Photograph of group, Christiansburg, 1886. Jane Carter at far right [#6] (photograph was donated to the museum in 2013 by Henry Jablonski as part of the Charles Crush Collection)
In his recently released book, Facing Freedom, Dr. Daniel Thorp uses a variety of sources, including the Montgomery Museum’s collection, to piece together the history of the local African American community. A closer look at one of the resources in the museum’s collection used by Dr. Thorp, shows us the way historic photographs provide detail and richness to past lives when placed in the context of history.
The photograph, taken in 1886, shows 26 adults and 3 children posing on the front porch of the Figgat House at 10 East Main Street in Christiansburg. The people photographed include several prominent white citizens, many of them related to Dr. Joseph Edie [#1].
Dr. Joseph Edie (1727 – 1887) arrived in Christiansburg in 1826 as a teacher and was instrumental in the organization of Christiansburg Presbyterian church the following year. He completed medical school and returned to the town in 1832, purchasing a former tavern at 30 West Main Street for his office and residence.
The owner of the house shown was Mary (Mollie) Edie Figgat (1836 – 1923, [#5]) a daughter of Dr. Edie and the widow of Dr. William Figgat (1835 – 1878). Another of Dr. Edie’s daughters, Jane Edie Wade (1826 – 1912, [#3]) is also pictured with her husband, Captain John Wade (1829 – 1889, [#2]). John Wade served in the Confederate “Stonewall Brigade” and was county clerk from 1881 until 1887. At a time when few women were involved in the public sphere, Jane Edie Wade operated Mrs. J. H. Wade Store from the late 1880s until 1911 in her father’s former home and medical office. She also served as deputy county clerk during her husband’s tenure as clerk.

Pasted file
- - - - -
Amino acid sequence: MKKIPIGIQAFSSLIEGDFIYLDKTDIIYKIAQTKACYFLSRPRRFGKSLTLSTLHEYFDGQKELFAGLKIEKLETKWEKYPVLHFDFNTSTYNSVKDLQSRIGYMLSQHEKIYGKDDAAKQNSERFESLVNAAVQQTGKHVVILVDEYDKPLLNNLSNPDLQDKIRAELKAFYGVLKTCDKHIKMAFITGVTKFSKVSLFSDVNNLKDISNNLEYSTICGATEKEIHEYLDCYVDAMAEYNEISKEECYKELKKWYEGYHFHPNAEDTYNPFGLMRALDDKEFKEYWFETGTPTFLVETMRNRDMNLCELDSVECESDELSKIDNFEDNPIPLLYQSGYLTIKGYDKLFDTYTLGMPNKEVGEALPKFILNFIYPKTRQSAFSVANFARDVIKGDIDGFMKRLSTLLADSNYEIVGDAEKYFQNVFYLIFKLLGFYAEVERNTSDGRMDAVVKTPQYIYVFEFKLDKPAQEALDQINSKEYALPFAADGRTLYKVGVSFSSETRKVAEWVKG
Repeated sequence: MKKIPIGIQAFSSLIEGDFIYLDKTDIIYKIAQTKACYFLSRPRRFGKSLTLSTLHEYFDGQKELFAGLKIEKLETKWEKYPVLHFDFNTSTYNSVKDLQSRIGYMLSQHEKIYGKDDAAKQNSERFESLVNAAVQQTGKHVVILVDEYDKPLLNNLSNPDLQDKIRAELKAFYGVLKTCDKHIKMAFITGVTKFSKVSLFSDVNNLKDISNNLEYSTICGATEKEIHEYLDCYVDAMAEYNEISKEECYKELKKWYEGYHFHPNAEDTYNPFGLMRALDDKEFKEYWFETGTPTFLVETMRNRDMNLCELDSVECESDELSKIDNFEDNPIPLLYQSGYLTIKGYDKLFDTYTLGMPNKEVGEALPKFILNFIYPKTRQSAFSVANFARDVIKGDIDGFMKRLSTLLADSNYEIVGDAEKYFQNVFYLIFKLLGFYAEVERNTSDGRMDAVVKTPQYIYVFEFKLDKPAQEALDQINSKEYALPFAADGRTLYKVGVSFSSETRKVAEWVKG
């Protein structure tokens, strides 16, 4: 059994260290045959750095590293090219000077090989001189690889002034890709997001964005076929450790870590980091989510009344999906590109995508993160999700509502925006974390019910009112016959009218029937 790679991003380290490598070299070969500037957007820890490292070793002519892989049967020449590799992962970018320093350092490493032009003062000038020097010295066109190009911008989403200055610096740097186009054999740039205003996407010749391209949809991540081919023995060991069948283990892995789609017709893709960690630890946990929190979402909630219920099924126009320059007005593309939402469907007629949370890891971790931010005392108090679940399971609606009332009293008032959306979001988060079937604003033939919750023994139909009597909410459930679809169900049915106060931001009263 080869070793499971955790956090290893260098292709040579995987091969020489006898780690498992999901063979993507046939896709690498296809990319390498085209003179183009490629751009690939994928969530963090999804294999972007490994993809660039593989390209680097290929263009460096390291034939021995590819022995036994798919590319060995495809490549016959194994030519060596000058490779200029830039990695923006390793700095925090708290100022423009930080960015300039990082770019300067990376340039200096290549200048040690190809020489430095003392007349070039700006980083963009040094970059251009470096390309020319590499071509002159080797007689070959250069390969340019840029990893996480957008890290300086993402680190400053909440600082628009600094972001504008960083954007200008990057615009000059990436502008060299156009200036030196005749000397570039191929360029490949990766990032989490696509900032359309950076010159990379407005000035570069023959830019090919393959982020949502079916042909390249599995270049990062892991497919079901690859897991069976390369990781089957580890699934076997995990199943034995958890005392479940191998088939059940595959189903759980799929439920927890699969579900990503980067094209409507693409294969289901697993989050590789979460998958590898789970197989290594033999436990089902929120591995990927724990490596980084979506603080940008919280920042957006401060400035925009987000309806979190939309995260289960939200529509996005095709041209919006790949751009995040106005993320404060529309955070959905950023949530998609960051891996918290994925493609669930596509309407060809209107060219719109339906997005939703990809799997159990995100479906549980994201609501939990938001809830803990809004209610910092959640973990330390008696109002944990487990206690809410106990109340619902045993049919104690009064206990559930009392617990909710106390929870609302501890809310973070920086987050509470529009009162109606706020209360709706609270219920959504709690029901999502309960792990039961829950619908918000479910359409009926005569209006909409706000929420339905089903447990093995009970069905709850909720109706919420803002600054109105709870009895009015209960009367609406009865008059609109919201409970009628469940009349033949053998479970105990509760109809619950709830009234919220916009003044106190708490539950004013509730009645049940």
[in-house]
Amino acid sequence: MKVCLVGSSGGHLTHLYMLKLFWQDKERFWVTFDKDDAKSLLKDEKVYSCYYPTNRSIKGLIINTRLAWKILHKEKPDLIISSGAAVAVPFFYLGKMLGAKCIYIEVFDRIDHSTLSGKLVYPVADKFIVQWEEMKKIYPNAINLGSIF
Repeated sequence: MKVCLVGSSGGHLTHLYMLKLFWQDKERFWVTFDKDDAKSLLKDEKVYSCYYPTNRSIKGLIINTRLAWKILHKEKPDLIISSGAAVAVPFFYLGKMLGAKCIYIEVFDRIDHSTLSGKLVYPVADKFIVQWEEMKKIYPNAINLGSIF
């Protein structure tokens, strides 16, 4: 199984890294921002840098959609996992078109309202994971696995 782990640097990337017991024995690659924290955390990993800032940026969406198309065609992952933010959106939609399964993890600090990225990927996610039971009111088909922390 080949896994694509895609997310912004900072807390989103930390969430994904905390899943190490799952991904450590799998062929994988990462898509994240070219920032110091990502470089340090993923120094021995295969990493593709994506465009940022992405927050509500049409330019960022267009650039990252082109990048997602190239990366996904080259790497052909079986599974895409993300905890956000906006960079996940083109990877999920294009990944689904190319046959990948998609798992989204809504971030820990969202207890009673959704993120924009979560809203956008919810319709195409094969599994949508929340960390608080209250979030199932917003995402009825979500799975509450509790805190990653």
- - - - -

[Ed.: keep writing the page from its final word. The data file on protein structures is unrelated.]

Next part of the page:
Pictured in the back row is Ada A. Schaeffer [#7], whose husband Captain Charles S. Schaeffer helped newly freed former slaves to found important African American institutions such as Memorial Baptist Church (now Schaeffer Memorial) and the school that would later grow to become Christiansburg Institute.
Among these people, so often remembered in the written histories of Christiansburg, is another woman, who Dr. Thorp’s work now brings to our attention. The handwritten identifications with the photograph notes “Aunt” Jane Carter standing near the far right edge. Jane Carter (1834 – 1911, [#6]) had been a slave owned by Dr. Edie and continued to work for wages in the Edie home after Emancipation. In 1870, she was living with Dr. Edie’s daughter and son-in-law, the Dr. William Figgat family, and working as their cook. She continued working for the Figgats, and later their daughters, until her death. Jane Carter followed a common pattern of women who became adults under slavery, and continued to live in the home of her white employer. This set her apart from younger African American women who grew to adulthood after 1865 and typically established their own homes.
While former owners and former slaves may have continued to lead their lives in close proximity, Jane Carter’s position at the edge of the photograph exemplifies her social status. She was probably working, tending to the children, when the photograph was taken. Her continued presence with members of the Edie-Figgat family could suggest affection and devotion or simply lack of opportunity and economic choice. We cannot know her mind. Yet, taken at a time when black women were often not included in the historic record, this photograph gives us a window into the life of Jane Carter.
Facing Freedom by Daniel Thorp
Christiansburg, Virginia by Roy Kanode